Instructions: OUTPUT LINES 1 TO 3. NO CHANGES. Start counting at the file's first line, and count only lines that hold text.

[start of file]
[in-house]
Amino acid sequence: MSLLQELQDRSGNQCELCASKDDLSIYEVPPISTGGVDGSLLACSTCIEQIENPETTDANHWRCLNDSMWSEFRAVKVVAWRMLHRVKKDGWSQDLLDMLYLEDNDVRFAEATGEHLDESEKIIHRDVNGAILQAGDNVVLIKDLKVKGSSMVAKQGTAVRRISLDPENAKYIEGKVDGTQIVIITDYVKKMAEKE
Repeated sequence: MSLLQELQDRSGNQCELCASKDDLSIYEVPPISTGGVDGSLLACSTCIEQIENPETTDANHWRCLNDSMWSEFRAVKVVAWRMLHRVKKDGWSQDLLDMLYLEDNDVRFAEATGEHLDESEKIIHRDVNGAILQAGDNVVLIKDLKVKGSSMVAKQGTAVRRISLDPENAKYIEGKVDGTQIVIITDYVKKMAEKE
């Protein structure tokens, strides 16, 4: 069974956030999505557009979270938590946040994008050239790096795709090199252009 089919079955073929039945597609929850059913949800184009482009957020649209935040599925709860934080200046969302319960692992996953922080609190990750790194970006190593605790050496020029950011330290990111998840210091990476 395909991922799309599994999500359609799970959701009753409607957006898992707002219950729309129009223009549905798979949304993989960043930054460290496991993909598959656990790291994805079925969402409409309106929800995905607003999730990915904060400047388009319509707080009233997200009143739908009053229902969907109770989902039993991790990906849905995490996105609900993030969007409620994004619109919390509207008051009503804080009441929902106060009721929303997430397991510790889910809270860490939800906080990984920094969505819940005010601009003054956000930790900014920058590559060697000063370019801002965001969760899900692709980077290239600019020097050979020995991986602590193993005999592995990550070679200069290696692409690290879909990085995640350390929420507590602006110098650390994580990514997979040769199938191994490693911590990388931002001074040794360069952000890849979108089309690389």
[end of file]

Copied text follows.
[in-house]
Amino acid sequence: MSLLQELQDRSGNQCELCASKDDLSIYEVPPISTGGVDGSLLACSTCIEQIENPETTDANHWRCLNDSMWSEFRAVKVVAWRMLHRVKKDGWSQDLLDMLYLEDNDVRFAEATGEHLDESEKIIHRDVNGAILQAGDNVVLIKDLKVKGSSMVAKQGTAVRRISLDPENAKYIEGKVDGTQIVIITDYVKKMAEKE
Repeated sequence: MSLLQELQDRSGNQCELCASKDDLSIYEVPPISTGGVDGSLLACSTCIEQIENPETTDANHWRCLNDSMWSEFRAVKVVAWRMLHRVKKDGWSQDLLDMLYLEDNDVRFAEATGEHLDESEKIIHRDVNGAILQAGDNVVLIKDLKVKGSSMVAKQGTAVRRISLDPENAKYIEGKVDGTQIVIITDYVKKMAEKE